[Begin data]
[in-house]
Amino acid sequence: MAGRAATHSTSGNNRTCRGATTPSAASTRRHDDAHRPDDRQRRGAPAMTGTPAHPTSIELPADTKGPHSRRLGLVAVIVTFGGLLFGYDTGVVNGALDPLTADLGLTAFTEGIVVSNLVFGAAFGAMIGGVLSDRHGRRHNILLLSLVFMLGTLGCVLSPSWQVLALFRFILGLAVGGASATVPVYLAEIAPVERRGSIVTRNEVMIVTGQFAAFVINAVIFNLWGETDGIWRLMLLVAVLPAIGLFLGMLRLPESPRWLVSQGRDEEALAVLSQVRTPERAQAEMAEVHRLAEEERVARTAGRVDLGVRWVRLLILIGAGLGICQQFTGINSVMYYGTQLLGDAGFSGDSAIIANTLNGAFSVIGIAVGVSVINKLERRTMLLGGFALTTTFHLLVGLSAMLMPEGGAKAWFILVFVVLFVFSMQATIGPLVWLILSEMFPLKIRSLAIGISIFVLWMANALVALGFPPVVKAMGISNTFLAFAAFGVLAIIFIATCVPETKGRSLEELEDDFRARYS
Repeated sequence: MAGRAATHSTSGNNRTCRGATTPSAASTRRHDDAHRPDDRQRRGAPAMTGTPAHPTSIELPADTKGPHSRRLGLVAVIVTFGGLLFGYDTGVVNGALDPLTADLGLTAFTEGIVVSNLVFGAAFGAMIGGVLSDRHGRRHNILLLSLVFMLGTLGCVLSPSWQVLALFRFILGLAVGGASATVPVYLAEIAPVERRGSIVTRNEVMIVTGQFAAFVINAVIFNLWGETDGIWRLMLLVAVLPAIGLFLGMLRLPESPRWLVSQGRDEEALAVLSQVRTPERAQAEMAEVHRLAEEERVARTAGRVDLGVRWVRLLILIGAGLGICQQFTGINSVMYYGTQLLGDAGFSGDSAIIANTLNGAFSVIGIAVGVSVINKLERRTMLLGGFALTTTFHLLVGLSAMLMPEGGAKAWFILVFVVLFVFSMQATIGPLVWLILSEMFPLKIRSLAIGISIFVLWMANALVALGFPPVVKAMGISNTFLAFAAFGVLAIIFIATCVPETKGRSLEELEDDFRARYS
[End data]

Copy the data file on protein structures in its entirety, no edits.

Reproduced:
[in-house]
Amino acid sequence: MAGRAATHSTSGNNRTCRGATTPSAASTRRHDDAHRPDDRQRRGAPAMTGTPAHPTSIELPADTKGPHSRRLGLVAVIVTFGGLLFGYDTGVVNGALDPLTADLGLTAFTEGIVVSNLVFGAAFGAMIGGVLSDRHGRRHNILLLSLVFMLGTLGCVLSPSWQVLALFRFILGLAVGGASATVPVYLAEIAPVERRGSIVTRNEVMIVTGQFAAFVINAVIFNLWGETDGIWRLMLLVAVLPAIGLFLGMLRLPESPRWLVSQGRDEEALAVLSQVRTPERAQAEMAEVHRLAEEERVARTAGRVDLGVRWVRLLILIGAGLGICQQFTGINSVMYYGTQLLGDAGFSGDSAIIANTLNGAFSVIGIAVGVSVINKLERRTMLLGGFALTTTFHLLVGLSAMLMPEGGAKAWFILVFVVLFVFSMQATIGPLVWLILSEMFPLKIRSLAIGISIFVLWMANALVALGFPPVVKAMGISNTFLAFAAFGVLAIIFIATCVPETKGRSLEELEDDFRARYS
Repeated sequence: MAGRAATHSTSGNNRTCRGATTPSAASTRRHDDAHRPDDRQRRGAPAMTGTPAHPTSIELPADTKGPHSRRLGLVAVIVTFGGLLFGYDTGVVNGALDPLTADLGLTAFTEGIVVSNLVFGAAFGAMIGGVLSDRHGRRHNILLLSLVFMLGTLGCVLSPSWQVLALFRFILGLAVGGASATVPVYLAEIAPVERRGSIVTRNEVMIVTGQFAAFVINAVIFNLWGETDGIWRLMLLVAVLPAIGLFLGMLRLPESPRWLVSQGRDEEALAVLSQVRTPERAQAEMAEVHRLAEEERVARTAGRVDLGVRWVRLLILIGAGLGICQQFTGINSVMYYGTQLLGDAGFSGDSAIIANTLNGAFSVIGIAVGVSVINKLERRTMLLGGFALTTTFHLLVGLSAMLMPEGGAKAWFILVFVVLFVFSMQATIGPLVWLILSEMFPLKIRSLAIGISIFVLWMANALVALGFPPVVKAMGISNTFLAFAAFGVLAIIFIATCVPETKGRSLEELEDDFRARYS